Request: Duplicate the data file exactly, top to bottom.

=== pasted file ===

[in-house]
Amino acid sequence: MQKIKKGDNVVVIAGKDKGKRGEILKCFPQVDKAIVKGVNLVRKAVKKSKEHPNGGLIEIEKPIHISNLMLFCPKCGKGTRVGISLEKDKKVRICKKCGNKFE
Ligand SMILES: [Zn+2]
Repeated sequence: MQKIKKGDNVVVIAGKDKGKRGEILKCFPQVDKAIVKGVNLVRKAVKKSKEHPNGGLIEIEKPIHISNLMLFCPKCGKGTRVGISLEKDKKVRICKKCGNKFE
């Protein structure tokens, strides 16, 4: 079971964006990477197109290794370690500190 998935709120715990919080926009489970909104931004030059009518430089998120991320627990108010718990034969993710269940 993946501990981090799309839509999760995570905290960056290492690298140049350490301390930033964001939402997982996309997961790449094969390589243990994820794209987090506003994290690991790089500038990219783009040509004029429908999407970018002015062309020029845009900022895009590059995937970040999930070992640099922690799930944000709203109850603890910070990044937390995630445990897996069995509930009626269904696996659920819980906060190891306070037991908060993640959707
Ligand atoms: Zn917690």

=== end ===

[in-house]
Amino acid sequence: MQKIKKGDNVVVIAGKDKGKRGEILKCFPQVDKAIVKGVNLVRKAVKKSKEHPNGGLIEIEKPIHISNLMLFCPKCGKGTRVGISLEKDKKVRICKKCGNKFE
Ligand SMILES: [Zn+2]
Repeated sequence: MQKIKKGDNVVVIAGKDKGKRGEILKCFPQVDKAIVKGVNLVRKAVKKSKEHPNGGLIEIEKPIHISNLMLFCPKCGKGTRVGISLEKDKKVRICKKCGNKFE
């Protein structure tokens, strides 16, 4: 079971964006990477197109290794370690500190 998935709120715990919080926009489970909104931004030059009518430089998120991320627990108010718990034969993710269940 993946501990981090799309839509999760995570905290960056290492690298140049350490301390930033964001939402997982996309997961790449094969390589243990994820794209987090506003994290690991790089500038990219783009040509004029429908999407970018002015062309020029845009900022895009590059995937970040999930070992640099922690799930944000709203109850603890910070990044937390995630445990897996069995509930009626269904696996659920819980906060190891306070037991908060993640959707
Ligand atoms: Zn917690």